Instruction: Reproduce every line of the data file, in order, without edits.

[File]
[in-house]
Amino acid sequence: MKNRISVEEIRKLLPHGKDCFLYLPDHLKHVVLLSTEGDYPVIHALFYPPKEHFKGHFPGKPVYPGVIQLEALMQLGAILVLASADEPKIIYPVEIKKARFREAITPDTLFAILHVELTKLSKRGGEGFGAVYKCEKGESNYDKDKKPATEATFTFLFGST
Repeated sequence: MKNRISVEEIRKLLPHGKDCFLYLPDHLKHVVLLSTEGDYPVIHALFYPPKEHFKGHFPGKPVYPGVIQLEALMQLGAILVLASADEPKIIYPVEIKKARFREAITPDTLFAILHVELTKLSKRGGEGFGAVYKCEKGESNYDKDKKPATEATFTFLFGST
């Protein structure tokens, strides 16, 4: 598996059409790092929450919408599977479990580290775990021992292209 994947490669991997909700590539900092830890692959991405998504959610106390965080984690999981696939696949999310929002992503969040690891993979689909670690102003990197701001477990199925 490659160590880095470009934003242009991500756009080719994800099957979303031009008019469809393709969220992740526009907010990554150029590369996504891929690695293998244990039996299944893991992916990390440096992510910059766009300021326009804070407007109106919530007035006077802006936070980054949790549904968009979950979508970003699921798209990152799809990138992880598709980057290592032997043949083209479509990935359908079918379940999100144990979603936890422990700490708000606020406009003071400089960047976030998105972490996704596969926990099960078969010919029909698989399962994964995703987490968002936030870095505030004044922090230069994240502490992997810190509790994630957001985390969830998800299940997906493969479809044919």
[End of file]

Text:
[in-house]
Amino acid sequence: MKNRISVEEIRKLLPHGKDCFLYLPDHLKHVVLLSTEGDYPVIHALFYPPKEHFKGHFPGKPVYPGVIQLEALMQLGAILVLASADEPKIIYPVEIKKARFREAITPDTLFAILHVELTKLSKRGGEGFGAVYKCEKGESNYDKDKKPATEATFTFLFGST
Repeated sequence: MKNRISVEEIRKLLPHGKDCFLYLPDHLKHVVLLSTEGDYPVIHALFYPPKEHFKGHFPGKPVYPGVIQLEALMQLGAILVLASADEPKIIYPVEIKKARFREAITPDTLFAILHVELTKLSKRGGEGFGAVYKCEKGESNYDKDKKPATEATFTFLFGST
């Protein structure tokens, strides 16, 4: 598996059409790092929450919408599977479990580290775990021992292209 994947490669991997909700590539900092830890692959991405998504959610106390965080984690999981696939696949999310929002992503969040690891993979689909670690102003990197701001477990199925 490659160590880095470009934003242009991500756009080719994800099957979303031009008019469809393709969220992740526009907010990554150029590369996504891929690695293998244990039996299944893991992916990390440096992510910059766009300021326009804070407007109106919530007035006077802006936070980054949790549904968009979950979508970003699921798209990152799809990138992880598709980057290592032997043949083209479509990935359908079918379940999100144990979603936890422990700490708000606020406009003071400089960047976030998105972490996704596969926990099960078969010919029909698989399962994964995703987490968002936030870095505030004044922090230069994240502490992997810190509790994630957001985390969830998800299940997906493969479809044919």